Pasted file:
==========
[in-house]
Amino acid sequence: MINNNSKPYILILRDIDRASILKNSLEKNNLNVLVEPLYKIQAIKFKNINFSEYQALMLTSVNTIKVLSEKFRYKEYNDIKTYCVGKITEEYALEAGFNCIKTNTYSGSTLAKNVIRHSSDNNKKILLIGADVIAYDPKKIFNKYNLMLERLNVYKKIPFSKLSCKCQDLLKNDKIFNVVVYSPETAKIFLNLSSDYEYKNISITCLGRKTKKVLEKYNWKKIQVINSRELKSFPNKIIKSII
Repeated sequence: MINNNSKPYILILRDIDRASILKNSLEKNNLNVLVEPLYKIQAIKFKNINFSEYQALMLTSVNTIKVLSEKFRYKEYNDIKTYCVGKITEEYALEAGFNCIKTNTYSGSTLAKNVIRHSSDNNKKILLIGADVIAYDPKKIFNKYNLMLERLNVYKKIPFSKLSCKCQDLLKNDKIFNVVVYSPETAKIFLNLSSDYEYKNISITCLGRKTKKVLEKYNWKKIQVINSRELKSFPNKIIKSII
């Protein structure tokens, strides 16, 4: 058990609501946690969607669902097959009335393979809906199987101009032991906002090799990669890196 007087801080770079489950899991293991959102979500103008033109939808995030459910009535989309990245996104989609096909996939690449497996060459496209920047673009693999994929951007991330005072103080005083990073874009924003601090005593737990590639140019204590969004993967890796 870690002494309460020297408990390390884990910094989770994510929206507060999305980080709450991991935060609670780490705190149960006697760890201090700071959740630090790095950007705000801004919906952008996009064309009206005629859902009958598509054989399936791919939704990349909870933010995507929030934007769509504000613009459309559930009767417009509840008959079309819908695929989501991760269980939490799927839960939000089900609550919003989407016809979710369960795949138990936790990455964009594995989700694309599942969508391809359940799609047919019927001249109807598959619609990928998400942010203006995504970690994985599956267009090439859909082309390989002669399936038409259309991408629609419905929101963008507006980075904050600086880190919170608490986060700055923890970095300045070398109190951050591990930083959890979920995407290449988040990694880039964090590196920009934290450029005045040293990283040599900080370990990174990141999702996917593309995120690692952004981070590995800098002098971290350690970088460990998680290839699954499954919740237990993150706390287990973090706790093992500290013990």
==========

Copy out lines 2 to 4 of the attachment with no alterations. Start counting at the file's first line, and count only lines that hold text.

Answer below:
Amino acid sequence: MINNNSKPYILILRDIDRASILKNSLEKNNLNVLVEPLYKIQAIKFKNINFSEYQALMLTSVNTIKVLSEKFRYKEYNDIKTYCVGKITEEYALEAGFNCIKTNTYSGSTLAKNVIRHSSDNNKKILLIGADVIAYDPKKIFNKYNLMLERLNVYKKIPFSKLSCKCQDLLKNDKIFNVVVYSPETAKIFLNLSSDYEYKNISITCLGRKTKKVLEKYNWKKIQVINSRELKSFPNKIIKSII
Repeated sequence: MINNNSKPYILILRDIDRASILKNSLEKNNLNVLVEPLYKIQAIKFKNINFSEYQALMLTSVNTIKVLSEKFRYKEYNDIKTYCVGKITEEYALEAGFNCIKTNTYSGSTLAKNVIRHSSDNNKKILLIGADVIAYDPKKIFNKYNLMLERLNVYKKIPFSKLSCKCQDLLKNDKIFNVVVYSPETAKIFLNLSSDYEYKNISITCLGRKTKKVLEKYNWKKIQVINSRELKSFPNKIIKSII
């Protein structure tokens, strides 16, 4: 058990609501946690969607669902097959009335393979809906199987101009032991906002090799990669890196 007087801080770079489950899991293991959102979500103008033109939808995030459910009535989309990245996104989609096909996939690449497996060459496209920047673009693999994929951007991330005072103080005083990073874009924003601090005593737990590639140019204590969004993967890796 870690002494309460020297408990390390884990910094989770994510929206507060999305980080709450991991935060609670780490705190149960006697760890201090700071959740630090790095950007705000801004919906952008996009064309009206005629859902009958598509054989399936791919939704990349909870933010995507929030934007769509504000613009459309559930009767417009509840008959079309819908695929989501991760269980939490799927839960939000089900609550919003989407016809979710369960795949138990936790990455964009594995989700694309599942969508391809359940799609047919019927001249109807598959619609990928998400942010203006995504970690994985599956267009090439859909082309390989002669399936038409259309991408629609419905929101963008507006980075904050600086880190919170608490986060700055923890970095300045070398109190951050591990930083959890979920995407290449988040990694880039964090590196920009934290450029005045040293990283040599900080370990990174990141999702996917593309995120690692952004981070590995800098002098971290350690970088460990998680290839699954499954919740237990993150706390287990973090706790093992500290013990």